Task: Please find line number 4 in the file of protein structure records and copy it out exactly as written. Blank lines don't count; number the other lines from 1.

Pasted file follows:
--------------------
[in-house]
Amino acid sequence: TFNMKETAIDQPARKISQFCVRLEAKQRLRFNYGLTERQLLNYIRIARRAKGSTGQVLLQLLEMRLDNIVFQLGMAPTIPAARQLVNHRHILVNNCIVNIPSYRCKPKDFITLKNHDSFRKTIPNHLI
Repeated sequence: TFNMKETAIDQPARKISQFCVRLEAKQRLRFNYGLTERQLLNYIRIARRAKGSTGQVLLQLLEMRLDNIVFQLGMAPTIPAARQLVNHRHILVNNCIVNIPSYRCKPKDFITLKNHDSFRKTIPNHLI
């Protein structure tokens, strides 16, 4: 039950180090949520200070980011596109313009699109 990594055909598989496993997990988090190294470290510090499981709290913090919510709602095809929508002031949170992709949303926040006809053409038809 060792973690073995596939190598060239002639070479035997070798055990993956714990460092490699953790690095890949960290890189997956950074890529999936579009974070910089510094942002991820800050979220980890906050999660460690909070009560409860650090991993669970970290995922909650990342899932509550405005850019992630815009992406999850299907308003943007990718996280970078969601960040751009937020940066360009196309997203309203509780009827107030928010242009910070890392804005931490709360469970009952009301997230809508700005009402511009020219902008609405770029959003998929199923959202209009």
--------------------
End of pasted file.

């Protein structure tokens, strides 16, 4: 039950180090949520200070980011596109313009699109 990594055909598989496993997990988090190294470290510090499981709290913090919510709602095809929508002031949170992709949303926040006809053409038809 060792973690073995596939190598060239002639070479035997070798055990993956714990460092490699953790690095890949960290890189997956950074890529999936579009974070910089510094942002991820800050979220980890906050999660460690909070009560409860650090991993669970970290995922909650990342899932509550405005850019992630815009992406999850299907308003943007990718996280970078969601960040751009937020940066360009196309997203309203509780009827107030928010242009910070890392804005931490709360469970009952009301997230809508700005009402511009020219902008609405770029959003998929199923959202209009």